Leading Indicators

LI 1 Alignment of skillsets within a program (or set of courses) to a particular occupation and the needs of the labor market
LI 2 Regionalization of stackable certificates aligned with a particular occupation ladder
LI 3 Alignment of a certificate with state-, industry-, nationally-, and/or employer- recognized certification
LI 4 Creation of a credit certificate from non-credit certificate
LI 5 Curriculum articulation along a career or multi-career educational pathway
LI 6 Updating the skills of faculty, teachers, counselors, and/or “supporting staff to student” to reflect labor market needs
LI 7 Integration of small business creation and/or exporting modules into for-credit curriculum in other disciplines

Momentum Points

Middle School Cluster
MP 1Completed an individual career and skills awareness workshop in middle school that included a normed assessment process and was in a Doing What Matters priority or emerging sector
Transition from Middle School to High School
MP 2Completed a bridge program between middle school and high school and revised student career/education plan
MP 3Completed a student orientation and assessment program while in middle school or high school
High School Cluster
MP 4Completed one course in high school within a CTE pathway
MP 5Completed two or more courses in high school within a CTE pathway
MP 6Completed a CTE articulated course
MP 6aSuccessfully completed a CTE dual enrollment course or credit by exam, with receipt of transcripted credits
MP 7Completed a program in high school within a CTE pathway
Transition from High School to College Cluster
MP 8Completed a bridge program between high school and college in a CTE pathway
MP 9Completed college orientation and assessment as a first-time community college student who entered a community college CTE pathway
MP 10Transitioned from a high school CTE pathway to a similar community college CTE pathway
MP 11Transferred from a high school CTE pathway to a similar CSU, UC or private/independent university CTE pathway
MP 12Completed a counselor-approved college education plan, for first-time community college students who enter a CTE pathway
MP 13During high school, participated in an internship, work-based learning, mentoring, or job shadowing program in a CTE pathway
MP 14Percentage of community college students, who participated in a high school CTE pathway, whose first math or English course was below transfer-level
Community College Cluster
MP 15Completed two courses in the same CTE pathway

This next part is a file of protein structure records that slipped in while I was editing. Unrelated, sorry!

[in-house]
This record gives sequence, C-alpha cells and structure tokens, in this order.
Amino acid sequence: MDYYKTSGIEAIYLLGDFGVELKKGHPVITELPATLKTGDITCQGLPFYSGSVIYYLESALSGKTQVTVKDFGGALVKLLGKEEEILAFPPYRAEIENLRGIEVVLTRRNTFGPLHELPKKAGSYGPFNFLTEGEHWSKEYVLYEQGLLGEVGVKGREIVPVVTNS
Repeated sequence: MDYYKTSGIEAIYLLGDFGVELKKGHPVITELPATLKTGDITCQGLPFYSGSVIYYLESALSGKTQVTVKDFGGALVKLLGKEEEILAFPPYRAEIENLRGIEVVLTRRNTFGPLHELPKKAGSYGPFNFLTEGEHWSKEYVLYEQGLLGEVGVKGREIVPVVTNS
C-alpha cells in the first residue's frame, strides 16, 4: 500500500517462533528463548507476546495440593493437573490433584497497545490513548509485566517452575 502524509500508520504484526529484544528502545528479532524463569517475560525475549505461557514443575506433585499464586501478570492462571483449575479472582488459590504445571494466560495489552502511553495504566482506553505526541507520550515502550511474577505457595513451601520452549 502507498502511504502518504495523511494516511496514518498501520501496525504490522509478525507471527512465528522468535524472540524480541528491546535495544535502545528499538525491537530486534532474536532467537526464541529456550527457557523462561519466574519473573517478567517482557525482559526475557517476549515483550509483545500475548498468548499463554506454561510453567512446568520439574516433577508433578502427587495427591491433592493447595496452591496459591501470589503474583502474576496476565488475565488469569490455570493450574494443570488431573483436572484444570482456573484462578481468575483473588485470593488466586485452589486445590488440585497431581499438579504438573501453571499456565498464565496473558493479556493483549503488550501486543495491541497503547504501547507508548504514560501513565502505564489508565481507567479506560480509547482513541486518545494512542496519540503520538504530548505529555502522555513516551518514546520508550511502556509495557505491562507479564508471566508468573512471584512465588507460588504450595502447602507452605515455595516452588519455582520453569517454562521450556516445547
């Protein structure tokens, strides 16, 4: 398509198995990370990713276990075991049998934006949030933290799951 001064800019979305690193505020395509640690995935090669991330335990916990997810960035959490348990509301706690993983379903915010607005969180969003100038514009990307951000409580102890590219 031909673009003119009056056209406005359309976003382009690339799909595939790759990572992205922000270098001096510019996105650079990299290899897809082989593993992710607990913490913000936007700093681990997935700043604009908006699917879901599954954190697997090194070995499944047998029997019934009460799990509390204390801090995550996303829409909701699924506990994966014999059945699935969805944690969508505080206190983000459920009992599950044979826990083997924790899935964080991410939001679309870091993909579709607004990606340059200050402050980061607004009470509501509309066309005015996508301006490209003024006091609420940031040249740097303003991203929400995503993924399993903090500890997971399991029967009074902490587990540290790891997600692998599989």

MP 16Retention rate between Fall and Spring within a CTE pathway
MP 17Completed a non-CCCCO-approved certificate within a CTE pathway
MP 18Completed a CCCCO-approved certificate within a CTE pathway
General Education and Transfer Progress Cluster
MP 19Completed a work readiness soft skills training program (either stand-alone or embedded) within a CTE pathway
MP 20Completed college level English and/or math, for students in a CTE pathway
MP 21Completed the CSU-GE or IGETC transfer track/certificate for students in a CTE pathway
MP 22Completed requirements in a CTE pathway, but did not receive a certificate or a degree
MP 23Completed an associate degree in a CTE major
MP 24Completed an associate degree in a major different from student’s college CTE pathway
MP 25Transferred from community college to a four-year university in the same CTE pathway
MP 26Transferred from community college to a four-year university in a major different from their CTE pathway
Community College Transition To Workforce Cluster
MP 27Participated in a college internship or workplace learning program within a CTE pathway
MP 28Attained a job placement in the same or similar field of study as CTE pathway
MP 29Acquired an industry-recognized, third-party credential
Workforce Progress Cluster
MP 30Attained a wage gain in a career in the same or similar CTE pathway
MP 31Attained wages equal to or greater than the median regional wage for that CTE pathway
MP 32Attained wages greater than the regional standard-of-living wage
MP 33Participated in incumbent worker training or contract education in a CTE pathway (for example training for layoff aversion, meeting heightened occupational credentialing requirement, transitioning employees whose occupations are being eliminated, or up-skilling existing employees)
MP 34Exception